History of Cinnamon

Ceylon cinnamon tree photo: davecito @flickr
Ceylon cinnamon tree photo: davecito @flickr

Two Types of Cinnamon

From a commercial perspective, there are a couple of significant cinnamon varieties, specifically Ceylon cinnamon and Cassia cinnamon. Cassia cinnamon is more dark and tougher compared to Ceylon cinnamon. Although the taste is nearly the same, Ceylon cinnamon is sweeter compared to Cassia. Additionally, cinnamon from Ceylon can be difficult to find in the supermarket.

The history of cinnamon is an interesting subject that goes back for thousands of years. Read interesting cinnamon facts below.

Buy Ceylon Cinnamon Online - Difficult to Find in Stores

Where Does Cinnamon Come From?

Cinnamon spice comes from the barks of the evergreen cinnamon tree, a part of the laurel family. It grows in Sri Lanka, India, Egypt, Madagascar, Indonesia, Vietnam, Brazil, and the Caribbean islands.

The bark of the cinnamon tree is harvested two times a year, during the monsoon season. The tree's whitened fragrant bark is detached in small lengths and dried out. As it dries, it curls into small sticks which resemble scrolls. The slender internal bark is what is marketed, while the external tough part of the bark is thrown away. You can get ground cinnamon, too.

Cassia cinnamon photo: Charles Haynes
Cassia cinnamon photo: Charles Haynes

First Records of Cinnamon

It's possibly the earliest spice known to humans. The significance of cinnamon for both culinary purposes and as remedies has already been recognized for thousands of years. This is made obvious in the fossil remains which show it being cultivated all the way back to ancient times.

Cinnamon grew initially throughout the southern part of Asia. The use of cinnamon within traditional Chinese botanical medicines has been recorded back for thousands of years. They used cinnamon as a cure for high temperature, diarrhea, and menstrual complications. India's ancient Ayurvedic practitioners made use of it in a similar fashion.

About Sri Lanka and Ceylon Cinnamon Video

Cinnamon and the Ancient Egyptians

As soon as ancient nomads presented the fragrant spice to the Egyptians, they used cinnamon not just as a spice and for its therapeutic properties, but also included it as an ingredient in their embalming recipes. Egyptians also used cinnamon in drinks. The ancient Egyptian need for cinnamon (along with other Asian spices and herbs) played a significant part in the ancient spice trade. Egyptians valued cinnamon as much as gold itself.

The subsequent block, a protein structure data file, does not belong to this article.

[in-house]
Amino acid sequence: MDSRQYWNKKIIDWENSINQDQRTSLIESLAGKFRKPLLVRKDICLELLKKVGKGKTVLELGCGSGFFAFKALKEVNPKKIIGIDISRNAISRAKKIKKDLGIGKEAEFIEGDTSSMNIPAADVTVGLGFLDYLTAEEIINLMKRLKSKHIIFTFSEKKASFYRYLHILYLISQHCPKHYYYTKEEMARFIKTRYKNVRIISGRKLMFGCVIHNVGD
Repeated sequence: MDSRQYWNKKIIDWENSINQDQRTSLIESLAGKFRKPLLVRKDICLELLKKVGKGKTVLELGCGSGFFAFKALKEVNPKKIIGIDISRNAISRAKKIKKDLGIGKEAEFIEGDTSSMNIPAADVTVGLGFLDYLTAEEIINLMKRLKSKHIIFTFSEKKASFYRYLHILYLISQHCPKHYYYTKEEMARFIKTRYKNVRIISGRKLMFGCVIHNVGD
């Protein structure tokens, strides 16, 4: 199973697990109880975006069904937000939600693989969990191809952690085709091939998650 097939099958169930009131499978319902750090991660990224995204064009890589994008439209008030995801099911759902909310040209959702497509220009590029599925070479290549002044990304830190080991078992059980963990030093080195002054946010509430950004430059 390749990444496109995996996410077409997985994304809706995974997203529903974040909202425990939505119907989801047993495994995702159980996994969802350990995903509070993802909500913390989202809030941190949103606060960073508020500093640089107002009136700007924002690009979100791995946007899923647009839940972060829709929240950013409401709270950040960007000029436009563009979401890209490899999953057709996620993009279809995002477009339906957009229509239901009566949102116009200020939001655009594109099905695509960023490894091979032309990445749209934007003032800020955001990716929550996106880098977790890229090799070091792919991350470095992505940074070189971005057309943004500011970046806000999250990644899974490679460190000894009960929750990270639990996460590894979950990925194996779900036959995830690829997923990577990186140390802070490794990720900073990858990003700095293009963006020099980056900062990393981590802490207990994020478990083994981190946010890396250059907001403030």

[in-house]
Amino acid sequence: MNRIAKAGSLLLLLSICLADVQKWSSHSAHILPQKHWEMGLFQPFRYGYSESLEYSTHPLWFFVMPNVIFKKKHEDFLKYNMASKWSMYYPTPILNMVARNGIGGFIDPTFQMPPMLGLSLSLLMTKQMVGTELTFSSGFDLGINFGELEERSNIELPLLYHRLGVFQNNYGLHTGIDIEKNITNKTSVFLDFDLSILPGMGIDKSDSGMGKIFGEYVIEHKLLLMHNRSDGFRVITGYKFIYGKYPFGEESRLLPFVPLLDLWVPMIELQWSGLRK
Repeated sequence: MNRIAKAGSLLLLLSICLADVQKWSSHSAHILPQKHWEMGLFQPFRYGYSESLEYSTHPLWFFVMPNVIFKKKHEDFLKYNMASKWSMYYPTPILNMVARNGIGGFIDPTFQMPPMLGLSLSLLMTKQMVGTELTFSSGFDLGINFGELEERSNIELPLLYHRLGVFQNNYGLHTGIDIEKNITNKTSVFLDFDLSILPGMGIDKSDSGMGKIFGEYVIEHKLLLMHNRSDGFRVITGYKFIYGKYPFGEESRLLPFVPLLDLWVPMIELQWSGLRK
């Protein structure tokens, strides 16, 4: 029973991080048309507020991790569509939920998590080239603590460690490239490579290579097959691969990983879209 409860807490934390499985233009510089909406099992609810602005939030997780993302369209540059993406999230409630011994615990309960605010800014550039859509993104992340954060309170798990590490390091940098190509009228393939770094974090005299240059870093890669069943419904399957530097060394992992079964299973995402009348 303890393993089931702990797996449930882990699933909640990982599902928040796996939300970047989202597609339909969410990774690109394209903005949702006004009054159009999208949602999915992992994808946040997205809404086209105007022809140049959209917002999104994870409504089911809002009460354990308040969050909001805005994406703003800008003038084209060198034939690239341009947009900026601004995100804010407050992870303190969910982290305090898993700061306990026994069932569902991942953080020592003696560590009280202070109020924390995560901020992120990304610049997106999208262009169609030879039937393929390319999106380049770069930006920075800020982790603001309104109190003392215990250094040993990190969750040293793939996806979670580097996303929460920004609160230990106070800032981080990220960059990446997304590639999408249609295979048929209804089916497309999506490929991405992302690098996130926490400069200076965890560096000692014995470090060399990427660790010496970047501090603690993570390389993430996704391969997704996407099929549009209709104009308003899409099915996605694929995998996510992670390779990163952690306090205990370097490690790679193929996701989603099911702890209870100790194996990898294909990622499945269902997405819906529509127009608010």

Cinnamon in the Ancient World

The ancient Hebrews, Greeks, and Romans used cinnamon for a cooking spice and perfume. They hailed is as a cure for many health problems. Cinnamon is mentioned in the Old Testament of the Bible. In it, God tells Moses to make an annointing oil using cinnamon and other materials.

The ancient Romans loved cinnamon as well. Often they used it at funeral pyres for wealthy citizens. It is said that Nero used an entire year's worth of cinnamon at his beloved wife's funeral. Following the downfall of ancient Rome, trade with Asian countries came to a practical stand still.

Cinnamon sticks photo: FotoosVanRobin @flickr
Cinnamon sticks photo: FotoosVanRobin @flickr

Cinnamon's Role in Early Europe

Yet one way or another cinnamon, also finally arrived in European countries. Cinnamon was one of the first resources traded for with Asian countries. A German document from the 1100s states that cinnamon is excellent to cure colds, flu, for the sinuses and also for many forms of cancer.

The reputation of cinnamon surged during medieval times in Europe. It became one of the spices in highest demand. Only the rich could afford coveted cinnamon. During the Black Plague, cinnamon was used in sick rooms.

Cinnamon became such an important commodity, that countries were trying to monopolize cinnamon. One of the reasons the Portuguese settled in Sri Lanka was to take advantage of cinnamon as a valuable resource. The British did the same. By the 1800s, other tropical regions had begun growing and harvesting cinnamon, so it became cheap enough for everyone to afford.

From the 17th century, Europeans regarded cinnamon mainly as a kitchen spice. They didn't use it for restorative healing. Rather, they made use of it simply to disguise the bitterness associated with alternative therapeutic spices. However, as time went by, cinnamon gradually obtained the previous status as a healer.

Cinnamon Today

Cinnamon is still one of the most widely used spices for cooking today. It is used in almost every type of cuisine. Plus, cinnamon is still gleaning interest from the medical field for its healing powers against many health conditions.

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    Cinnamon buns photo: chotda @flickr
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